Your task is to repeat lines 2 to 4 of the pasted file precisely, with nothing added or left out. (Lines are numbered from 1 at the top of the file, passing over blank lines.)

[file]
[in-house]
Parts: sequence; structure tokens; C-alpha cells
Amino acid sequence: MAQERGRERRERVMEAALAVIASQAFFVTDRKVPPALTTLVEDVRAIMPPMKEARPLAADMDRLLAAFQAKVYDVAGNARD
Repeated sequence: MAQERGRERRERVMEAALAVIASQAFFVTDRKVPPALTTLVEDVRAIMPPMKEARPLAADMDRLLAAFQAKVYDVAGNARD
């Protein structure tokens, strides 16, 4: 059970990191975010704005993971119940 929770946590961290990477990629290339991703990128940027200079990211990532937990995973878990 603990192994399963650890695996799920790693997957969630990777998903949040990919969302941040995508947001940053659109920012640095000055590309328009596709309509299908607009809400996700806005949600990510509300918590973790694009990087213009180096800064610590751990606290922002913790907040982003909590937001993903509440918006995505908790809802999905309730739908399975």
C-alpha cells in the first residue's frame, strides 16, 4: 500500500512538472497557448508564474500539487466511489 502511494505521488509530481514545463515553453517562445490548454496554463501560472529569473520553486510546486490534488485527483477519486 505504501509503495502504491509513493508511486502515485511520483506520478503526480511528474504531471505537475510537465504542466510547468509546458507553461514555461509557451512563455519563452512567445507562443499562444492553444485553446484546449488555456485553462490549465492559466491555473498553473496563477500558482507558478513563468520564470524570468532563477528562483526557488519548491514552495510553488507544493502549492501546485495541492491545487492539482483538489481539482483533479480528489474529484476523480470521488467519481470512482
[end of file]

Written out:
Parts: sequence; structure tokens; C-alpha cells
Amino acid sequence: MAQERGRERRERVMEAALAVIASQAFFVTDRKVPPALTTLVEDVRAIMPPMKEARPLAADMDRLLAAFQAKVYDVAGNARD
Repeated sequence: MAQERGRERRERVMEAALAVIASQAFFVTDRKVPPALTTLVEDVRAIMPPMKEARPLAADMDRLLAAFQAKVYDVAGNARD